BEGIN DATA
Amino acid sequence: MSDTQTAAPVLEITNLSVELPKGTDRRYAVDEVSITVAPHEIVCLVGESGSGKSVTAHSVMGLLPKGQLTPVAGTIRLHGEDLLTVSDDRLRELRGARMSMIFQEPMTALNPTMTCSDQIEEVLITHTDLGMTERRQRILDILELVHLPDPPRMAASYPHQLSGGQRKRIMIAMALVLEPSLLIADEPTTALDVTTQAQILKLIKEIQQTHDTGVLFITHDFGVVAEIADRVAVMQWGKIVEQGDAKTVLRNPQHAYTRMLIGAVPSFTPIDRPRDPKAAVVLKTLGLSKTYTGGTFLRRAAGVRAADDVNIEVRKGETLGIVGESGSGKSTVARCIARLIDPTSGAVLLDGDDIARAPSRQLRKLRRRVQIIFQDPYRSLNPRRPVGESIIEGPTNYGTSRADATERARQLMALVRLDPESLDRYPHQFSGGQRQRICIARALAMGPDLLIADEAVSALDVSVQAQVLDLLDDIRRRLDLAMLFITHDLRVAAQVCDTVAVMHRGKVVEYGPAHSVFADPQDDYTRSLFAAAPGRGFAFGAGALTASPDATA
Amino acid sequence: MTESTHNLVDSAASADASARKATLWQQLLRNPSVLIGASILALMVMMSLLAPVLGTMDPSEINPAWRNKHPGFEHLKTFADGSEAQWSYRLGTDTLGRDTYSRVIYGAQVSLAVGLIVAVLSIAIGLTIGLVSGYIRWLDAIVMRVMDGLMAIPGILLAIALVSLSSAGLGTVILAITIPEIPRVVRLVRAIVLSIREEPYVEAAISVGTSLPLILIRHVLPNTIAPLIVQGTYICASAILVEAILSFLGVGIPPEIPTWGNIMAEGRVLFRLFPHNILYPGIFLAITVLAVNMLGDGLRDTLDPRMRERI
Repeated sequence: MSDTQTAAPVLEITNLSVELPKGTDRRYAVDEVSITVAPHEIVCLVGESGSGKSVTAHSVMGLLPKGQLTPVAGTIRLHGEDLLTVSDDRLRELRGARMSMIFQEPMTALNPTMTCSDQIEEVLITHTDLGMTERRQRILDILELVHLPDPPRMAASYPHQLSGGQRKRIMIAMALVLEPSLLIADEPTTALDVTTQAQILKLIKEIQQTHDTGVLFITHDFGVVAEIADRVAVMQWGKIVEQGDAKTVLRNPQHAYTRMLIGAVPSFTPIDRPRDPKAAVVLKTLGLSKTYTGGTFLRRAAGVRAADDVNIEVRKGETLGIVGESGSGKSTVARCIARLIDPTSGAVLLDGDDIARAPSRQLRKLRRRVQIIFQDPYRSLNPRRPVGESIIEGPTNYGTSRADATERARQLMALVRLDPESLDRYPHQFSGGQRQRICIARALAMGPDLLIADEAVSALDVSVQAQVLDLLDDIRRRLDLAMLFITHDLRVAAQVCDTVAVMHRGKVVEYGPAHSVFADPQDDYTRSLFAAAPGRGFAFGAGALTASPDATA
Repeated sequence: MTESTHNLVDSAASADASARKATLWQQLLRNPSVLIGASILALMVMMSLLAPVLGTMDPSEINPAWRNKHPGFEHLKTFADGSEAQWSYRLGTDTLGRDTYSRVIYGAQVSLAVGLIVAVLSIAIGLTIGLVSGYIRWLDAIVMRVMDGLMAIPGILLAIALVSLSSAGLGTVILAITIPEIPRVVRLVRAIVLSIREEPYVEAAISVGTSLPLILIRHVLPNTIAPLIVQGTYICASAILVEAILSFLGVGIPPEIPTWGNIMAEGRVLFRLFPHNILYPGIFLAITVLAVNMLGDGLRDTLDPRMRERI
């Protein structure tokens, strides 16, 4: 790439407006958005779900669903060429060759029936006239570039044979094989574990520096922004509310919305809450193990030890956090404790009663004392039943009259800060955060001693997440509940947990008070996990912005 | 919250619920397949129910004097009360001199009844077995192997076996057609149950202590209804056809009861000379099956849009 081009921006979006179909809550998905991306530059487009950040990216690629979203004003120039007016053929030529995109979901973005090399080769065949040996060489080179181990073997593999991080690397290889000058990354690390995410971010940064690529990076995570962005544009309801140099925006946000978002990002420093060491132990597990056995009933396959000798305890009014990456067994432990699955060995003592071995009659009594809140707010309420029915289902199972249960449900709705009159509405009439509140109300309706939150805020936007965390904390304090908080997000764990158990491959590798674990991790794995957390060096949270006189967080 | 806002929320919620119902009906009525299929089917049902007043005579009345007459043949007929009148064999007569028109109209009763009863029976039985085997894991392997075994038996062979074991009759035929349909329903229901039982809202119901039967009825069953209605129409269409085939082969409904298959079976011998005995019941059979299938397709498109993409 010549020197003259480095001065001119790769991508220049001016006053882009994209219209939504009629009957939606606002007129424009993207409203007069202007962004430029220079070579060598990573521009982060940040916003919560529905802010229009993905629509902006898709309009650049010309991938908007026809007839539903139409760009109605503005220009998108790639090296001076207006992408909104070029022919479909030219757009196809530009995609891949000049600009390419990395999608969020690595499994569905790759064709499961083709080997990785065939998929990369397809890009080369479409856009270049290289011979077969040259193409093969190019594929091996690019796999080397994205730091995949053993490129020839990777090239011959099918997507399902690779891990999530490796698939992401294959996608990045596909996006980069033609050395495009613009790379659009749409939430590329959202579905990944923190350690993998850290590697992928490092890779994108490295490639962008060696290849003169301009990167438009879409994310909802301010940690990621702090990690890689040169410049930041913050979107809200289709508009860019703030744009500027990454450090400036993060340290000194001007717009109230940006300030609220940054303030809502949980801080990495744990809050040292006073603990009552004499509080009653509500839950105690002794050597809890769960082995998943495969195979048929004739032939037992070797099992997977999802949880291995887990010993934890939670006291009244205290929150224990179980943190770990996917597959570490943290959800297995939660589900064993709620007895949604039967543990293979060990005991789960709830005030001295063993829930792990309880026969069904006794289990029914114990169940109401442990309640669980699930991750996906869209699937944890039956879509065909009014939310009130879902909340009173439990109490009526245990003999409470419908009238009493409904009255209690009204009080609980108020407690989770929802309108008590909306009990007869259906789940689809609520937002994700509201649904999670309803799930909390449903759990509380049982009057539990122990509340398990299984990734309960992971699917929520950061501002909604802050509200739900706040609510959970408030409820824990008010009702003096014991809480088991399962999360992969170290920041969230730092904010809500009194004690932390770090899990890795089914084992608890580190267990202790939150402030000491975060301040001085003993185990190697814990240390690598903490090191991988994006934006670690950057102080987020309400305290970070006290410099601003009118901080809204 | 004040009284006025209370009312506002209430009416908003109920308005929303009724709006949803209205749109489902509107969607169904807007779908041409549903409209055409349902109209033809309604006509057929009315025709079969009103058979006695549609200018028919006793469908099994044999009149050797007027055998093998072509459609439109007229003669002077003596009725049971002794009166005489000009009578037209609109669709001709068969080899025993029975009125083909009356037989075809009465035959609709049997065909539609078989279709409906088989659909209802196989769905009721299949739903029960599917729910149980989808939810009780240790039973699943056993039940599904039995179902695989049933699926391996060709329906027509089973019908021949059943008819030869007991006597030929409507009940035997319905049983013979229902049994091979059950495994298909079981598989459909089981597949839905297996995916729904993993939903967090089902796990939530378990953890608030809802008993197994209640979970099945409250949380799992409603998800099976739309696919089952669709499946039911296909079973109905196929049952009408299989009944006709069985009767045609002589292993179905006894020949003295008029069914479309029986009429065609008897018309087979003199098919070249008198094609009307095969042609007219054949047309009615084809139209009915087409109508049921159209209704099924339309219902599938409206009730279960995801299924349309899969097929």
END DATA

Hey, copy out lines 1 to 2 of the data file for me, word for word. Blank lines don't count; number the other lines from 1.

Amino acid sequence: MSDTQTAAPVLEITNLSVELPKGTDRRYAVDEVSITVAPHEIVCLVGESGSGKSVTAHSVMGLLPKGQLTPVAGTIRLHGEDLLTVSDDRLRELRGARMSMIFQEPMTALNPTMTCSDQIEEVLITHTDLGMTERRQRILDILELVHLPDPPRMAASYPHQLSGGQRKRIMIAMALVLEPSLLIADEPTTALDVTTQAQILKLIKEIQQTHDTGVLFITHDFGVVAEIADRVAVMQWGKIVEQGDAKTVLRNPQHAYTRMLIGAVPSFTPIDRPRDPKAAVVLKTLGLSKTYTGGTFLRRAAGVRAADDVNIEVRKGETLGIVGESGSGKSTVARCIARLIDPTSGAVLLDGDDIARAPSRQLRKLRRRVQIIFQDPYRSLNPRRPVGESIIEGPTNYGTSRADATERARQLMALVRLDPESLDRYPHQFSGGQRQRICIARALAMGPDLLIADEAVSALDVSVQAQVLDLLDDIRRRLDLAMLFITHDLRVAAQVCDTVAVMHRGKVVEYGPAHSVFADPQDDYTRSLFAAAPGRGFAFGAGALTASPDATA
Amino acid sequence: MTESTHNLVDSAASADASARKATLWQQLLRNPSVLIGASILALMVMMSLLAPVLGTMDPSEINPAWRNKHPGFEHLKTFADGSEAQWSYRLGTDTLGRDTYSRVIYGAQVSLAVGLIVAVLSIAIGLTIGLVSGYIRWLDAIVMRVMDGLMAIPGILLAIALVSLSSAGLGTVILAITIPEIPRVVRLVRAIVLSIREEPYVEAAISVGTSLPLILIRHVLPNTIAPLIVQGTYICASAILVEAILSFLGVGIPPEIPTWGNIMAEGRVLFRLFPHNILYPGIFLAITVLAVNMLGDGLRDTLDPRMRERI